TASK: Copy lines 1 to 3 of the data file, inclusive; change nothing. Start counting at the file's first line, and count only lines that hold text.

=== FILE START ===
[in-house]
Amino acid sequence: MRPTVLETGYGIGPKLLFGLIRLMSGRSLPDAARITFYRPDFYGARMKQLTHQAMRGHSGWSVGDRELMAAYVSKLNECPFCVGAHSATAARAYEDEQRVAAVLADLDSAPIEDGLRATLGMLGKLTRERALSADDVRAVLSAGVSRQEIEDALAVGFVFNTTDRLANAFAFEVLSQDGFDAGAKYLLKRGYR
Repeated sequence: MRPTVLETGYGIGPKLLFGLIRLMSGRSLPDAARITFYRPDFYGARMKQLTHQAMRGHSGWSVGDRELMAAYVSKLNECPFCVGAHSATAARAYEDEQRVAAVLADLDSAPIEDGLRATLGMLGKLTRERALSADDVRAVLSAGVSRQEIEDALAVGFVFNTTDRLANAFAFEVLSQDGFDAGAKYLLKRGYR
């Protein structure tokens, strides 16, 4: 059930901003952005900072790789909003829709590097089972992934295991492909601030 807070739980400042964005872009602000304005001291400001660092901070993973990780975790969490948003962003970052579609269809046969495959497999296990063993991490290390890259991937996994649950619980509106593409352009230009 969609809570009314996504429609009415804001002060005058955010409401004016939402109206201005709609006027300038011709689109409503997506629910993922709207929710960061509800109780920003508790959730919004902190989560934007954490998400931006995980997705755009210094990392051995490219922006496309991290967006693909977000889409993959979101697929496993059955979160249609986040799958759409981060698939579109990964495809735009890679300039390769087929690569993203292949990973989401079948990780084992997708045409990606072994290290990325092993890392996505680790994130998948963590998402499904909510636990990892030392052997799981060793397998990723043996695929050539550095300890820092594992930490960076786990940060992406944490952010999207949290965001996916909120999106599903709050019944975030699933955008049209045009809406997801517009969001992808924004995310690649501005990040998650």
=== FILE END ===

[in-house]
Amino acid sequence: MRPTVLETGYGIGPKLLFGLIRLMSGRSLPDAARITFYRPDFYGARMKQLTHQAMRGHSGWSVGDRELMAAYVSKLNECPFCVGAHSATAARAYEDEQRVAAVLADLDSAPIEDGLRATLGMLGKLTRERALSADDVRAVLSAGVSRQEIEDALAVGFVFNTTDRLANAFAFEVLSQDGFDAGAKYLLKRGYR
Repeated sequence: MRPTVLETGYGIGPKLLFGLIRLMSGRSLPDAARITFYRPDFYGARMKQLTHQAMRGHSGWSVGDRELMAAYVSKLNECPFCVGAHSATAARAYEDEQRVAAVLADLDSAPIEDGLRATLGMLGKLTRERALSADDVRAVLSAGVSRQEIEDALAVGFVFNTTDRLANAFAFEVLSQDGFDAGAKYLLKRGYR